Showing posts from 2017

How to Maximize your Productivity with Google Apps

Google is a fantastic productivity source for getting work done all in one Google account. With Google Drive, Calendar, Sites, and other apps, keeping track of what you need to do can be easy if you know how to maximize your experience.

1. Make a personal homepage for keeping track of daily plans
Homepages aren't as popular as they once were, with most people just using a search engine for their homepage, like... Bing I guess. If you need to keep track of what's due every day, you might want to consider making your own personal homepage with Google Sites. Google Sites can be used to make websites for the whole world to visit, but you can also set it up so only you can view it. You can put specific Google Calendars on the page, a Google Presentation slideshow of a to-do list, or whatever helps you be the most productive.

2. Create multiple calendars for specific tasks
We all have different categories for events that have due dates, or appointments to keep track of, so instead of …

Tips to Make Your Computer Start Faster

We live in a world where if it doesn't happen instantly, it might as well never happen. The same goes for your computer, which is why most of the world seems to not use them anymore. Smartphones and tablets are in because they're lightning fast, but your computer may not be. Here are some helpful tips to try to speed up that old Windows machine.
1. Replace your Hard Disk Drive with a Solid State Drive If you bought a low-end computer, chances are it came with a HDD, or Hard Disk Drive, which is a mechanical spinning drive. Just like anything that moves, over time, it will degrade. Not to mention many low-end machines come with really slow hard drives to begin with. If your computer is easy to upgrade, consider purchasing a Solid State Drive. Your phone and tablet have one, which is part of the reason why they're fast. I bought one on Amazon for $40, and while it is tiny at 60 GB, the speed increase in dramatically fast, especially at startup.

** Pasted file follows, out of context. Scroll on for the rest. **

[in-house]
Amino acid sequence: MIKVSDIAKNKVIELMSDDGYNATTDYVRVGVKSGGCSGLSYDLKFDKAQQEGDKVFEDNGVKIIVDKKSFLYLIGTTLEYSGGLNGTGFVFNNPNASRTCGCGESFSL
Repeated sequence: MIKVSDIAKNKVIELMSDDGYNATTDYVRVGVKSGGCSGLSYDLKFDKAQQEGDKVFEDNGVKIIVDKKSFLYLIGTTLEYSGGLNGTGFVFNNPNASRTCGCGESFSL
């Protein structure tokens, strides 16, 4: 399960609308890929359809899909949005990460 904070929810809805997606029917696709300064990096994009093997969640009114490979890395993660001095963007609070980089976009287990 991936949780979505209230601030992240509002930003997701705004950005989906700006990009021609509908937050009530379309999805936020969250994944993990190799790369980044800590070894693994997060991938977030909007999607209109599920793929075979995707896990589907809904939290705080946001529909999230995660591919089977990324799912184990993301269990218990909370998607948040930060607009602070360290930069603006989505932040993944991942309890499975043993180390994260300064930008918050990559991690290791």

2. Consider Upgrading the RAM Th…

T-Mobile's REVVL Line is Unnecessary

T-Mobile has brought back carrier-exclusive phones in a positive way with their REVVL line. Unlike other carrier-exclusive phones like the Droid and Pixel line from Verizon, where the goal is to entice consumers with flagship phones, the REVVL line are T-Mobile's own budget-friendly phones for consumers who don't need the latest and greatest, but are still looking for decent features. The REVVL phones feature a fingerprint scanner, large screen, and a low price starting at $150 for the REVVL and $200 for the REVVL Plus. They're decent phones, but why do they exist?

There are plenty of phones in the budget category that work well, like Motorola's Moto E and G line. There are many good reasons to choose a Moto E or G, and one reason is that there's plenty of examples of people using them, based off how many reviews there are online. Because you aren't locked to a specific carrier, a greater amount of people will use them. The T-Mobile REVVL on the other hand is s…

Chrome OS vs Windows 10 on a 10 Year Old Laptop